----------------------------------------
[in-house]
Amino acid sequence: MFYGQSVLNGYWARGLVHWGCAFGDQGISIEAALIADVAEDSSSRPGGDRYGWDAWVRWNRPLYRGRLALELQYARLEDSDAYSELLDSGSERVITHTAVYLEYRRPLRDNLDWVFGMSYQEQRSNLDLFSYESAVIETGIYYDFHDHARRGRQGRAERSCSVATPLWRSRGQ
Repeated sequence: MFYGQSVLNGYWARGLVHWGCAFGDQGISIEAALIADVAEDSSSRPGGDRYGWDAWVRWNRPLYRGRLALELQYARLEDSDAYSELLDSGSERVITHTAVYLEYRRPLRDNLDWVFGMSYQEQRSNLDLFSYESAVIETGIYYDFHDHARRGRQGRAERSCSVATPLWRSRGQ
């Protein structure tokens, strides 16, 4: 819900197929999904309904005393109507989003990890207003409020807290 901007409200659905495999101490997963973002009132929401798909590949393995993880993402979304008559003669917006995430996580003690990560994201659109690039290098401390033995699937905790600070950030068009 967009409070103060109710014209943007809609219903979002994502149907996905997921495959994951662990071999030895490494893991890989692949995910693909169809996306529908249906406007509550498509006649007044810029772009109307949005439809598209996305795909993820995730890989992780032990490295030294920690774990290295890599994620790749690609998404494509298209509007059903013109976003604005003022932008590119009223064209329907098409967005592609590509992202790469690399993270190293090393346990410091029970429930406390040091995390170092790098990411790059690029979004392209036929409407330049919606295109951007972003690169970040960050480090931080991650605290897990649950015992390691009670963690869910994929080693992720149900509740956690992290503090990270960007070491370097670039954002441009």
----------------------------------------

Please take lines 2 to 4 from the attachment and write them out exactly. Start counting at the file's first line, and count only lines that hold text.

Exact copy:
Amino acid sequence: MFYGQSVLNGYWARGLVHWGCAFGDQGISIEAALIADVAEDSSSRPGGDRYGWDAWVRWNRPLYRGRLALELQYARLEDSDAYSELLDSGSERVITHTAVYLEYRRPLRDNLDWVFGMSYQEQRSNLDLFSYESAVIETGIYYDFHDHARRGRQGRAERSCSVATPLWRSRGQ
Repeated sequence: MFYGQSVLNGYWARGLVHWGCAFGDQGISIEAALIADVAEDSSSRPGGDRYGWDAWVRWNRPLYRGRLALELQYARLEDSDAYSELLDSGSERVITHTAVYLEYRRPLRDNLDWVFGMSYQEQRSNLDLFSYESAVIETGIYYDFHDHARRGRQGRAERSCSVATPLWRSRGQ
């Protein structure tokens, strides 16, 4: 819900197929999904309904005393109507989003990890207003409020807290 901007409200659905495999101490997963973002009132929401798909590949393995993880993402979304008559003669917006995430996580003690990560994201659109690039290098401390033995699937905790600070950030068009 967009409070103060109710014209943007809609219903979002994502149907996905997921495959994951662990071999030895490494893991890989692949995910693909169809996306529908249906406007509550498509006649007044810029772009109307949005439809598209996305795909993820995730890989992780032990490295030294920690774990290295890599994620790749690609998404494509298209509007059903013109976003604005003022932008590119009223064209329907098409967005592609590509992202790469690399993270190293090393346990410091029970429930406390040091995390170092790098990411790059690029979004392209036929409407330049919606295109951007972003690169970040960050480090931080991650605290897990649950015992390691009670963690869910994929080693992720149900509740956690992290503090990270960007070491370097670039954002441009």